2. Involve

Once you know who will be involved in making the decision, you need to figure out the best way to include them. There are a variety of ways to do this individually and in group meetings. With the help of your primary contact, you need to determine what will work best. If your primary contact is blocking you, it can be difficult. You explain why you need to meet with the team, but try as you might, you won’t be allowed to meet with or develop relationships with the rest of the decision makers. You may choose not to proceed. 

There will also be people who will be affected by the buying decision. They may have little input in the decision, but they can be disgruntled about the decision and make implementation and adoption difficult.  

Identifying all of the people involved in and impacted by the buying decision will make it easier for you to determine the best way to involve them.  

It’s less than ideal to proceed with the sale when you don’t have access to all of the decision makers unless you choose to proceed to be prepared to provide a way for your contact to involve others by providing information and material they can pass along or present.  

Some of my clients use video to help gain consensus from buyers. They use tools like BombBomb and OneMob to record information that can be sent directly or passed on to those involved in making the decision.  

3. Collaborate

In order to close a deal with multiple decision makers, you have to collaborate to build consensus. That’s why it’s crucial to communicate with as many of the decision makers as possible and meet with them together whenever the situation permits. This doesn’t have to be face-to-face, it can be done in online meetings with video by using Zoom or GoToMeeting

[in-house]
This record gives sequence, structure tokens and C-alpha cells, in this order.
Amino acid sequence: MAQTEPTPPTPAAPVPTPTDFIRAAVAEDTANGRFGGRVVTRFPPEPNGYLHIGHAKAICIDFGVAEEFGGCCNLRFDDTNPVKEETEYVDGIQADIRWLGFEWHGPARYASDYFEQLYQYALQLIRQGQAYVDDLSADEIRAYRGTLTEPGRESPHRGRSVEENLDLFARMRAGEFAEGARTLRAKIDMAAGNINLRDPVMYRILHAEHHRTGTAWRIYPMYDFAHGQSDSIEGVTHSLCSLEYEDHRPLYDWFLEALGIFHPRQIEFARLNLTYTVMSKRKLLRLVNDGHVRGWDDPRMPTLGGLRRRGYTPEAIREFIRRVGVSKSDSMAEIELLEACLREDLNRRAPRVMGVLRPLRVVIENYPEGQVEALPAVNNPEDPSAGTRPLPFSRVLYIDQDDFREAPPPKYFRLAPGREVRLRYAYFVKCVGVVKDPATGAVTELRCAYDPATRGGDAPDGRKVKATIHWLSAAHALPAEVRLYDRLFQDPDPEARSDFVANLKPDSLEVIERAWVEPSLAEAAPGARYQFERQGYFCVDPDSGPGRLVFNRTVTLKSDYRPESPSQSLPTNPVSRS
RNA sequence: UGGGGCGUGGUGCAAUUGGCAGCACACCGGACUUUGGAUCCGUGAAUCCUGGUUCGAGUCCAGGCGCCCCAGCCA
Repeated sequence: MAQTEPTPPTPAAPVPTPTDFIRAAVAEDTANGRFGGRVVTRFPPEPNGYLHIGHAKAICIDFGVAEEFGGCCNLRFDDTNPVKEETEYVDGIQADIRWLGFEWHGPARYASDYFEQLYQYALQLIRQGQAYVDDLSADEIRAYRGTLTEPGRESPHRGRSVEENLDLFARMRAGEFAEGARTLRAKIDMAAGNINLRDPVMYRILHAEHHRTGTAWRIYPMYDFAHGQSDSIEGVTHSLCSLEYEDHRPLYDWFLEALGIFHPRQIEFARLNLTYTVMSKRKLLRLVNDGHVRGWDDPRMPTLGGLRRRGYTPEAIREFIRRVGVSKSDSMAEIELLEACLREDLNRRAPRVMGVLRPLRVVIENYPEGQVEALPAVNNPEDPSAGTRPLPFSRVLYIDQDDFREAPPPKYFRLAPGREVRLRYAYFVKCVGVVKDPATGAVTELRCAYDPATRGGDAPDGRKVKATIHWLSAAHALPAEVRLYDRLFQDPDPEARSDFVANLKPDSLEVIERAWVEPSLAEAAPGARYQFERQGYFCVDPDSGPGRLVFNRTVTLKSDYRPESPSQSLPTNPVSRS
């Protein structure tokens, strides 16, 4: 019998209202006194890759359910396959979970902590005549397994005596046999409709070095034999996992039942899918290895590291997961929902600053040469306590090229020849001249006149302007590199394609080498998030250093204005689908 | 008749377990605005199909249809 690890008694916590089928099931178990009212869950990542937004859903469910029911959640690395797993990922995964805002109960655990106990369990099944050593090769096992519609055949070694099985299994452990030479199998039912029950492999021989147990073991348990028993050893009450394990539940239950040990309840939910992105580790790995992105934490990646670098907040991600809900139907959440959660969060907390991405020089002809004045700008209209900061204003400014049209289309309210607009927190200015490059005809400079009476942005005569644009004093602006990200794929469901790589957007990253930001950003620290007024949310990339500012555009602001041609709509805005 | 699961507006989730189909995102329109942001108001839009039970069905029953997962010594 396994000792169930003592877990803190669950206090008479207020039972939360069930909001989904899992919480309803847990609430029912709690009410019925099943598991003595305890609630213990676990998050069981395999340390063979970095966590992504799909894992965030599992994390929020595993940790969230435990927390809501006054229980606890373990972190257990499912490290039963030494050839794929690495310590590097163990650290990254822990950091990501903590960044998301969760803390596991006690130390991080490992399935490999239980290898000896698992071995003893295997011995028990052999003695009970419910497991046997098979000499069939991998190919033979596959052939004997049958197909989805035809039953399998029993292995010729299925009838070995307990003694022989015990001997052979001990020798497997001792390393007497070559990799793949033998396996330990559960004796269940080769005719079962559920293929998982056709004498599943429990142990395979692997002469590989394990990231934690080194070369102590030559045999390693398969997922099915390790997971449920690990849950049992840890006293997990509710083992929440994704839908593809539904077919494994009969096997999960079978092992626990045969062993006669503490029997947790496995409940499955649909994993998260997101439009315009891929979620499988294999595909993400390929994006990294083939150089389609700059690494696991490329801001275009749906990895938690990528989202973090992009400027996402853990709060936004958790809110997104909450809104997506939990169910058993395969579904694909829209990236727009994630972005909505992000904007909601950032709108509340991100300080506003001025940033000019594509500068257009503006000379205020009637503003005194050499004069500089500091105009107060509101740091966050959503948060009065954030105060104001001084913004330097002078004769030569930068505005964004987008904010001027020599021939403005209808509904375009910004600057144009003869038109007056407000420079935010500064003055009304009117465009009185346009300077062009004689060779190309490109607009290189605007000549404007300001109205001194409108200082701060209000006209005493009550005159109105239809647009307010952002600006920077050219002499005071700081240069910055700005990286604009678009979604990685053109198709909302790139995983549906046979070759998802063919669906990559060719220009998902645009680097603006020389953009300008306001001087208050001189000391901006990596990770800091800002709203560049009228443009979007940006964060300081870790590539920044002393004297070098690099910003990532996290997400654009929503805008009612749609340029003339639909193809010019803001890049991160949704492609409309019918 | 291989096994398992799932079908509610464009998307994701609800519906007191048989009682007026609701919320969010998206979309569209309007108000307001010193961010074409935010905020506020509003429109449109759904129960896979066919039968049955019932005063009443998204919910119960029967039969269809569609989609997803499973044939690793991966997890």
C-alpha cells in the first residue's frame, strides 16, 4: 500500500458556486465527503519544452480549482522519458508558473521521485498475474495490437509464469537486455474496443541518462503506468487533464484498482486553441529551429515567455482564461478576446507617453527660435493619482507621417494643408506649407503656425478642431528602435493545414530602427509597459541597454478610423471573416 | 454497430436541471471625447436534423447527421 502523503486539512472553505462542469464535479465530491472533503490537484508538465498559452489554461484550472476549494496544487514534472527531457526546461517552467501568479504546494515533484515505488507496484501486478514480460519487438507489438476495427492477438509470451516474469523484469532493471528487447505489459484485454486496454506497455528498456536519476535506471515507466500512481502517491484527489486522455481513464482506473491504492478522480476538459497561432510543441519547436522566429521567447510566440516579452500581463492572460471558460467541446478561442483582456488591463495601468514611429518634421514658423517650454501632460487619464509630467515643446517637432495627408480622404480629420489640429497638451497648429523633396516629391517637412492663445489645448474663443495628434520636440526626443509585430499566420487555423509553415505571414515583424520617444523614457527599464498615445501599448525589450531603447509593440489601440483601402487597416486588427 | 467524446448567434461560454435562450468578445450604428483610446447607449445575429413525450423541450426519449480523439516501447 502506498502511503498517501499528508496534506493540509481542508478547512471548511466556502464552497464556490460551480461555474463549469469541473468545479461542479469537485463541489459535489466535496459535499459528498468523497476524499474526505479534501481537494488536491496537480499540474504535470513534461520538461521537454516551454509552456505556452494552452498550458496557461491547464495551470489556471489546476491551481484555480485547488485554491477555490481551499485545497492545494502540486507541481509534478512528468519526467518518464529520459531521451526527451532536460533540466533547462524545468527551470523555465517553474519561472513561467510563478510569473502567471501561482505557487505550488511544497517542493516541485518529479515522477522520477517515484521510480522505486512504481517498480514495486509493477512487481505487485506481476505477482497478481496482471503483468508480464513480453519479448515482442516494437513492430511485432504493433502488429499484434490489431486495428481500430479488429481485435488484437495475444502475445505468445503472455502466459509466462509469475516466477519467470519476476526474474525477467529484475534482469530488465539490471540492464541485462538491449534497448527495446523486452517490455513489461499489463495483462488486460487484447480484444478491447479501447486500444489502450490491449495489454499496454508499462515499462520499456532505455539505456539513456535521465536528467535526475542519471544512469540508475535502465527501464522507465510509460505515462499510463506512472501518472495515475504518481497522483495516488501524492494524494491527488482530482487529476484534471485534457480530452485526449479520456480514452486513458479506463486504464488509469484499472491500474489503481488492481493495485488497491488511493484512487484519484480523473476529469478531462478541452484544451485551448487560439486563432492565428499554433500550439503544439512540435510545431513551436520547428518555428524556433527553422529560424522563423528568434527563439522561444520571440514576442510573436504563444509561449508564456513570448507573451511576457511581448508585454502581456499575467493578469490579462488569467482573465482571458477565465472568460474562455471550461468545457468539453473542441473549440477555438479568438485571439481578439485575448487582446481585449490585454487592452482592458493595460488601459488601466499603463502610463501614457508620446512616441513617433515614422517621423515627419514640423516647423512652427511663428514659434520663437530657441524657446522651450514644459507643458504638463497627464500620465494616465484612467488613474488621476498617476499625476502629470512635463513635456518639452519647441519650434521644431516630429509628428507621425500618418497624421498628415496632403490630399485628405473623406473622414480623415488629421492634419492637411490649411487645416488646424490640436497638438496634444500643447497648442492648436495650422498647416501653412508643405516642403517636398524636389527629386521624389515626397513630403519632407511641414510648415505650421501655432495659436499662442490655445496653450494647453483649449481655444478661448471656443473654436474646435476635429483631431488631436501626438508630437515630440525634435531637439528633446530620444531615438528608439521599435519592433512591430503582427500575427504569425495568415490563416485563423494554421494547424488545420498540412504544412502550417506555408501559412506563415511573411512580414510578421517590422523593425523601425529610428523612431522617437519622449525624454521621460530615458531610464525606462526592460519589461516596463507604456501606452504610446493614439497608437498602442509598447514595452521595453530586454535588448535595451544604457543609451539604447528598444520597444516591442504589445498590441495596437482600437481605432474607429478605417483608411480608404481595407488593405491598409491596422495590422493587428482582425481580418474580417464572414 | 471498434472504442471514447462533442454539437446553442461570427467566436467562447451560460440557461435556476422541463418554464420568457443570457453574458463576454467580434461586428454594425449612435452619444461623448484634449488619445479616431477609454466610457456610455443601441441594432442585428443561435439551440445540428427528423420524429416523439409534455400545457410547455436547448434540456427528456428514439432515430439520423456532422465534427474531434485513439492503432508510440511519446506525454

Your team must work through solutions with them, bring fresh ideas that add value and work with them to understand who their decision affects. By working through the best ways to get buy-in and helping them build a timeline for buying and an implementation and adoption plan, you’ll have a greater probability of success.  

It’s your job, in sales, to help bring them to consensus. We know that buyers want more from the selling organization. Buyers are fatigued by the process according to Gartner. The key is to make it easier for them to buy.  

There are great tools out there to help you better understand and map the buyers and their roles. Two of my favorites are Lucid Chart and RevegyYou can also do this on an excel spreadsheet. Either way, you need to do it.